Anne Butterfield Weills has been a civil rights and equity activist since her teenage years. She was one of the first organizers of the women’s liberation movement in the San Francisco Bay Area. Prior to becoming an attorney Weills worked as a union organizer for the International Longshoreman and Warehouse Union (ILWU) and the International Garment Workers Union (IGWU). Weills also taught women’s studies at Antioch College’s San Francisco campus until she was fired for helping students organize their strike against excessive student fees and inadequate standards of instruction.
Weills worked for Caterpillar Tractor in San Leandro from 1977 to 1982 as a machinist, was a union activist and an Executive Board member of the International Association of Machinists (IAM), Local 284. After Caterpillar closed its San Leandro plant, Weills went to law school and received her law degree from the Golden Gate University Law School in San Francisco in 1988. After graduating from law school, she has specialized in employment discrimination law, especially in academia, presenting both faculty and students. Most recently, Weills has been involved in prisoner rights representation and litigation.
Weills’ first case out of law school was Jenny Harrison’s suit against The Regents of the University of California for sex discrimination in the denial of tenure in the U. C. Berkeley Mathematics Department. This case resulted in a University settlement, which led to Dr. Harrison’s appointment as a tenured full professor, and a substantial financial settlement. On March 1, 2000, the jury in the case of Colleen Crangle v. Stanford University returned a verdict of $545,000 for Dr. Crangle. Dan Siegel and Weills represented Dr. Crangle, a brilliant Stanford research scientist, who sued for gender bias and retaliation. The verdict, later increased to over $1 million, when the trial judge awarded attorney’s fees and costs to Dr. Crangle, was the first trial loss ever for Stanford in a civil rights case.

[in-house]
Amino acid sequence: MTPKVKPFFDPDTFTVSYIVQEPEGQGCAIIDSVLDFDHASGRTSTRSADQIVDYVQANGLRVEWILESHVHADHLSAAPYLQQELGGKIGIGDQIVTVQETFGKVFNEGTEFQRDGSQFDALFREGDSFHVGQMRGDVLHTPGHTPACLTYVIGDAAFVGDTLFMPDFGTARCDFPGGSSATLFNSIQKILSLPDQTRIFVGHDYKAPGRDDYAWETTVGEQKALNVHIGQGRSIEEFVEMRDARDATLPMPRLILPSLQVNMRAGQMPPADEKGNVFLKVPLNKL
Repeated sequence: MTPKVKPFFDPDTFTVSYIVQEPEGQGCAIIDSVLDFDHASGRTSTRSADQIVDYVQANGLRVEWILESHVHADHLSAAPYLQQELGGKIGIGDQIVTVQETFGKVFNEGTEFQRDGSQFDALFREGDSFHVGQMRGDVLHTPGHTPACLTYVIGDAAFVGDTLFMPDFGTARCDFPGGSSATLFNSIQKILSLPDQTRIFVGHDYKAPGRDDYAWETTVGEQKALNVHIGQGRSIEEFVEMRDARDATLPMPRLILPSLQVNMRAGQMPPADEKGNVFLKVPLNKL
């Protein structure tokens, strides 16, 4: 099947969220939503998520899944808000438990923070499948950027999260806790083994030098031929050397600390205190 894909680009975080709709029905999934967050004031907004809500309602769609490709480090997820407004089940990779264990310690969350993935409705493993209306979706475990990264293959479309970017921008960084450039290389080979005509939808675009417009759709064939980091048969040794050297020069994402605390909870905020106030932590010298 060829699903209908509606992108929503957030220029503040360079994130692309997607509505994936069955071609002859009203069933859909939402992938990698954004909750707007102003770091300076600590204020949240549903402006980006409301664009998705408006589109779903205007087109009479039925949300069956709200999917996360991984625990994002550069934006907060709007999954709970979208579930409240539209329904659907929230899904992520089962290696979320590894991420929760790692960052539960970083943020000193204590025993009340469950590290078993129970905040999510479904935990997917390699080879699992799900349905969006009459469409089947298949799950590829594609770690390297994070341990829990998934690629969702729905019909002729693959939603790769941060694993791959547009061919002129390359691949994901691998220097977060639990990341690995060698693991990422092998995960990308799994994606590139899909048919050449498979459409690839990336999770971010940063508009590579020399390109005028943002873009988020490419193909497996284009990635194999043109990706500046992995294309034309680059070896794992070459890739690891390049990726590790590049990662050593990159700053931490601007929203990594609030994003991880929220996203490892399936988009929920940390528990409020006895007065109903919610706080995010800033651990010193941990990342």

In June 2003, Weills and her co-counsel, Siegel, won at trial against Brown University, (Providence, R. I.) in a tenure denial case of an electrical engineering professor, Fred Shoucair, who is of Lebanese descent. Dr. Shoucair was subject to discrimination at Brown because of his ethnic heritage, one manifestation of this was being told that he “looked like a terrorist,” by the Dean of Engineering who orchestrated his tenure denial. The judge ordered that Shoucair be paid $555,000, including $100,00 for punitive damages and attorneys fees were awarded separately.
Currently, Weills is co-counsel in a class action lawsuit led by the Center for Constitutional Rights (CCR) against the California Department of Corrections and Rehabilitation (Ashker v. Brown, et al. (Case No. C 09-05796 CW). The suit challenged solitary confinement and indefinite detention in the Pelican Bay State Prison Security Housing Unit (SHU) and lack of due process regarding prisoners being assigned to SHU. The Ashker suit was settled in September 2015 resulting in the release of approximately 2000 men from CDCR’s Security Housing Units who had been isolated from human contact for decades. Weills grew up in the Bay Area and has lived in Oakland for almost 40 years. She is married, has two sons and three grandsons.